PR for Nonprofit Healthcare Organizations has changed. And so should your approach.
Since the beginning of time, the approach to writing a press release or a media pitch has been: just the facts and no superlatives. It was all about giving the editor at the paper or the TV station exactly what he or she needed to run the story. Have a straightforward (but boring) headline, follow that up with a few supporting paragraphs of copy, toss in a couple quotes with phrases like “we are thrilled to enter this new, exciting phase…” and finish the whole thing off with a boilerplate that was basically the unedited company mission. Any half-awake ad profession could knock out a press release using the holy formula.
But the way we handle PR is changing RIGHT NOW and Nonprofit Healthcare Organizations could certainly capitalize on it.
We’re learning more and more that members of the media are much more likely to give attention (and column space/airtime) to a story versus straight news. It seems so obvious, but if you work in marketing, it’s not so obvious.
The truth is, news stations are getting smaller. The exchange of information over the web makes it easier for a reporter to just grab a link, add some localization, and run it. Information is so accessible that there’s less of a need for thorough investigative journalism. So that role becomes our own. The practice of Public Relations is transitioning into a type of “surrogate reporting.” It’s become essential to find an angle and tell a compelling story and then handing that off to a member of the media. Do their job for them and they’ll be more likely to run your story.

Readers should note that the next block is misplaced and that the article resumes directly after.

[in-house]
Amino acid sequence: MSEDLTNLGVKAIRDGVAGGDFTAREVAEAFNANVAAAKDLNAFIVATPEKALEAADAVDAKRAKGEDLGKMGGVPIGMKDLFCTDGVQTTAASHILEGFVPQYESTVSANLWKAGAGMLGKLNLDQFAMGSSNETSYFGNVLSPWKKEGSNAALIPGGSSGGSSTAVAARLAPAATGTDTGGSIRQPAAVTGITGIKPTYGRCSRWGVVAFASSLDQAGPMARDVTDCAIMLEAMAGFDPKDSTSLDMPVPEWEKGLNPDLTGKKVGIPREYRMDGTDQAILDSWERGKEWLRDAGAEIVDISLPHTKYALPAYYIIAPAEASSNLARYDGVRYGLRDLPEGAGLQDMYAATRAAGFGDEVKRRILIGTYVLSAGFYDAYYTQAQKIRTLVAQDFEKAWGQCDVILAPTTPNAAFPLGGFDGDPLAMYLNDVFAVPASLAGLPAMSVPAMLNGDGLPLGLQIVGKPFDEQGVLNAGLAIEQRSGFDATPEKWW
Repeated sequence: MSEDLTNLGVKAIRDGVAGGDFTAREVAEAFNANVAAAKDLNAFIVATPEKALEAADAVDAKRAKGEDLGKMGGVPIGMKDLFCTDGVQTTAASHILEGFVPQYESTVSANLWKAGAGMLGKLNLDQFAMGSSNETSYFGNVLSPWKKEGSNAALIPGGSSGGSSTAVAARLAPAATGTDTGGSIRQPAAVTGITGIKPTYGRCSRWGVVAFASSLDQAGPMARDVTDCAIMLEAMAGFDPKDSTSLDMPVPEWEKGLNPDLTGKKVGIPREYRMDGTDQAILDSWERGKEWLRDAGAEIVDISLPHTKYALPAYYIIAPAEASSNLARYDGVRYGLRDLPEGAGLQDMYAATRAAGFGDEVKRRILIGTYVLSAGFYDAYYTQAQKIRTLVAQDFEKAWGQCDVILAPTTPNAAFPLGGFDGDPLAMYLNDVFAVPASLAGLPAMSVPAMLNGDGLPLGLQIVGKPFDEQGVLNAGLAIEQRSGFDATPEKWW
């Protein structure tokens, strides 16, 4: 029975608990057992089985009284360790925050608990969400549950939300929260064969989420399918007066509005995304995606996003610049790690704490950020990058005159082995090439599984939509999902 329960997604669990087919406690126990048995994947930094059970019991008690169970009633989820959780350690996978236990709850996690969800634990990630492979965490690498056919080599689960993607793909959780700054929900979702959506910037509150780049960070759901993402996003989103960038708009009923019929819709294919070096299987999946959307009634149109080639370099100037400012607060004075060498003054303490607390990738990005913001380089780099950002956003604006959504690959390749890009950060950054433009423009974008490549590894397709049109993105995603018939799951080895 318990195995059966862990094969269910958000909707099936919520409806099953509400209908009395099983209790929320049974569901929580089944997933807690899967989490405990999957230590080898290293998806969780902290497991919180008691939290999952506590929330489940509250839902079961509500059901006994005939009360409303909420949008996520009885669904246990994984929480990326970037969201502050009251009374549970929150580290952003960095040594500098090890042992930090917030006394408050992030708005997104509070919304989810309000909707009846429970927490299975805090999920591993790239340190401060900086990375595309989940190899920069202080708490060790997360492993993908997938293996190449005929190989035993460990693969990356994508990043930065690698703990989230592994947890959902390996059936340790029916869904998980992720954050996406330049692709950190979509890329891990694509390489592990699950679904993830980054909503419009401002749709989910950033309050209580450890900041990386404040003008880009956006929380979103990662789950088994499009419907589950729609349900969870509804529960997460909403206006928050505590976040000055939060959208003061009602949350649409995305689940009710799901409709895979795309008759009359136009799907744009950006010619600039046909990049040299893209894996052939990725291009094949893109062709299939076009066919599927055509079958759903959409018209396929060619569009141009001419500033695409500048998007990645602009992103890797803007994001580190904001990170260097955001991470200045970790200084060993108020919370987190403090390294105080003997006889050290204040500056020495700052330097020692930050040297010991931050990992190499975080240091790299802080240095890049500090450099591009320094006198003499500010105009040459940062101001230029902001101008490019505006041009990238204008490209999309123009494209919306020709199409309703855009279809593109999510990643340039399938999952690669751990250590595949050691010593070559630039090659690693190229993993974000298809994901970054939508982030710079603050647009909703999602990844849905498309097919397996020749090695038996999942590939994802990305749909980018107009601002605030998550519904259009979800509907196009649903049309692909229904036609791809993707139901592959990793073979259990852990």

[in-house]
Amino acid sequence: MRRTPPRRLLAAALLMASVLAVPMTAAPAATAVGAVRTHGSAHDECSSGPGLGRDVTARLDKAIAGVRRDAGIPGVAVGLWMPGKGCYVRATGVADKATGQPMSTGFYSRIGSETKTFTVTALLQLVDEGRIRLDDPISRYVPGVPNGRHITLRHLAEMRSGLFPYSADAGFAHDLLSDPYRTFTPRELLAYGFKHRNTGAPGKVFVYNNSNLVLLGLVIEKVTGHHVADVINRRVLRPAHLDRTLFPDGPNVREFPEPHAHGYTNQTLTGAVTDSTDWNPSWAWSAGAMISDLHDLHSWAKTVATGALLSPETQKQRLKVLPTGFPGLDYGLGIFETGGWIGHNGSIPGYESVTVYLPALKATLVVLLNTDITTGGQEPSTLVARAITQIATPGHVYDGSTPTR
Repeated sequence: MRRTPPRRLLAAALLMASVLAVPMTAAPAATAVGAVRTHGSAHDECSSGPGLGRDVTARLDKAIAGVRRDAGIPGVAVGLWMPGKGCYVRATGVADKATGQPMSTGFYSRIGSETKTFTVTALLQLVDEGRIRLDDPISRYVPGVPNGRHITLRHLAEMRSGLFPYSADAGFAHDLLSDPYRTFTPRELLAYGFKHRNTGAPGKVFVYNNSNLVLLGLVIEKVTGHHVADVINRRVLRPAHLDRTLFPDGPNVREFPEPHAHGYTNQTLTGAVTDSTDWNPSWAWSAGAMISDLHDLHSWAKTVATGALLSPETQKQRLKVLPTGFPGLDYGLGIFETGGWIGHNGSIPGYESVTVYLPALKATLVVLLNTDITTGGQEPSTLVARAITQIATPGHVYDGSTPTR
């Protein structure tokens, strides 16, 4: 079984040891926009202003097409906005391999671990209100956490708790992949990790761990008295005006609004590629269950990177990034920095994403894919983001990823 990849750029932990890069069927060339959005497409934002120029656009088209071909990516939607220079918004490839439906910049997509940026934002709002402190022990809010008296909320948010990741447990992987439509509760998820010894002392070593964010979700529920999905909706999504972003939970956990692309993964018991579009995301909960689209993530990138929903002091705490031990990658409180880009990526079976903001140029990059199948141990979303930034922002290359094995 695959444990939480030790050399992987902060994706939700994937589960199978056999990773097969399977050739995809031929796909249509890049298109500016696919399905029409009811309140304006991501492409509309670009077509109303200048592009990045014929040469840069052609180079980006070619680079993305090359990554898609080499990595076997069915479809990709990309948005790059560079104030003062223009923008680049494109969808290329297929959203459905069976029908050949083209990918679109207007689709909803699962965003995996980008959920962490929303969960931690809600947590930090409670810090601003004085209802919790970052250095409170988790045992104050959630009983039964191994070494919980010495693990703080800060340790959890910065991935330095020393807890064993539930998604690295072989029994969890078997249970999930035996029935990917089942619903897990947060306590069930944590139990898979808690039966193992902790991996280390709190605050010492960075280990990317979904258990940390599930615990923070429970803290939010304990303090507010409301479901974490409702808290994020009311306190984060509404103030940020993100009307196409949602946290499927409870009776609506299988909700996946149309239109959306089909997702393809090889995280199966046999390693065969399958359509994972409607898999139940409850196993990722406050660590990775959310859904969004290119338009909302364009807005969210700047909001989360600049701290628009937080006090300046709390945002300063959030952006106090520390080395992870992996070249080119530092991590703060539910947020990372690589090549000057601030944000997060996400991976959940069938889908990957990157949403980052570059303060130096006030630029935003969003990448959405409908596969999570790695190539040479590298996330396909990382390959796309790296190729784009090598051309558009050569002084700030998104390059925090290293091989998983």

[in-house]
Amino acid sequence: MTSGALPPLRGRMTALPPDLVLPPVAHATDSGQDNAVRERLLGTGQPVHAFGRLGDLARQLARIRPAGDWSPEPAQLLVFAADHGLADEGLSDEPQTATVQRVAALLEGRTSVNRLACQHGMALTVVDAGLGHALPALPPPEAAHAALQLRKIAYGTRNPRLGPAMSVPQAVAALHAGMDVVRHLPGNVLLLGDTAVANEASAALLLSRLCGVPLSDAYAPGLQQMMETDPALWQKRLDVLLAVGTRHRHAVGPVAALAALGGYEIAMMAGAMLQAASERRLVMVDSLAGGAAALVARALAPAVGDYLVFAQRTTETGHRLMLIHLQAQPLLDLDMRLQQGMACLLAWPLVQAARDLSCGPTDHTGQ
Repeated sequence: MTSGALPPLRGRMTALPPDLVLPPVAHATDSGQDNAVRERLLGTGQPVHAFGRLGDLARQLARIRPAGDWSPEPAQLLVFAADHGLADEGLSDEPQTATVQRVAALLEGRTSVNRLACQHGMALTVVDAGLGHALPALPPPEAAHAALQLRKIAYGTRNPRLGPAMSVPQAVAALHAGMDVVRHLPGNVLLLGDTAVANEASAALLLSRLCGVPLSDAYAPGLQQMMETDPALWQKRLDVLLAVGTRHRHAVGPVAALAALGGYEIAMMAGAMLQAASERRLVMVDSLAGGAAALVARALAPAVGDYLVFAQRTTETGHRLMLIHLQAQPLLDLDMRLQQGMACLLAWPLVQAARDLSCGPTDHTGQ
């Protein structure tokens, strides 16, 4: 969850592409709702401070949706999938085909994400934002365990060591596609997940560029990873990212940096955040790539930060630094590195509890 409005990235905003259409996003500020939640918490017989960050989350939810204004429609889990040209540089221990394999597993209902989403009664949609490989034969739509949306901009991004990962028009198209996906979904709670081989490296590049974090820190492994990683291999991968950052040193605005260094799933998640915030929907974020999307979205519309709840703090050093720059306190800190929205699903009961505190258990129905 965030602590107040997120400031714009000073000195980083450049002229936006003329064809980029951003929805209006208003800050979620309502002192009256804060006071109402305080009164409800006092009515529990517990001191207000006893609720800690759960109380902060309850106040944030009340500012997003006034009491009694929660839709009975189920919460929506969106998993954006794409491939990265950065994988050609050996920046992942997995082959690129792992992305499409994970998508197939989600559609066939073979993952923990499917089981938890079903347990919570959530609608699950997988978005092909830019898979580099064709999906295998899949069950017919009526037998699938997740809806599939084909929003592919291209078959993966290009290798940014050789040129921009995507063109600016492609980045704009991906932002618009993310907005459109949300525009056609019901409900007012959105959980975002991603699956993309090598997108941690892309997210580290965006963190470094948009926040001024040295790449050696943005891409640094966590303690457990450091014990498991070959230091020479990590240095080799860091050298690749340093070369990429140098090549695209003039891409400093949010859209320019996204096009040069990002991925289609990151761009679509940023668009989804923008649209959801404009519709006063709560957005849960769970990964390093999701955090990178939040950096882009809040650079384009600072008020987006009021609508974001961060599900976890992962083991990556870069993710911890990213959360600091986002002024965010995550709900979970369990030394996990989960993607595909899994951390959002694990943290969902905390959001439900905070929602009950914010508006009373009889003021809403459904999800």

So how can we make this work for Nonprofit Healthcare Organizations?
HAVE A COMPELLING LEAD
Well, like I said before, the way of cookbook pitch is over, so forget about it. Find an angle and explore it. Make people care, even if it’s something mundane like a new hire or event announcement. If your hospital is hiring a new, noteworthy physician, maybe lead with an angle about a life-saving procedure she performed. If your organization has an upcoming annual fundraising event, maybe lead with a story about a person who benefited from last year’s fundraiser.
TELL ME HOW YOU’RE BENEFITTING ME
You have to convince each individual member of the media to think you’re worth publicizing. And you want to know the truth? They like businesses that can benefit other people. So tell them how you’re making a difference. That’s a heart of a true human-interest piece: something honest that makes people feel connected to the story.
SAY LESS WITH MORE
Also, I know a lot of what you do requires a lot of background information, but try to say more with less. The best pitches can be described in a few sentences, so give the reader more to care about without bogging them down.
You want to know a secret? Publicity can sometimes be more powerful than advertising. And if your
Nonprofit Healthcare Organization can write from the heart (like I know you can), then you can use that power for good.
Download our No One Knows You’re A Nonprofit Healthcare Organization eBook and discover other ways to manage your message.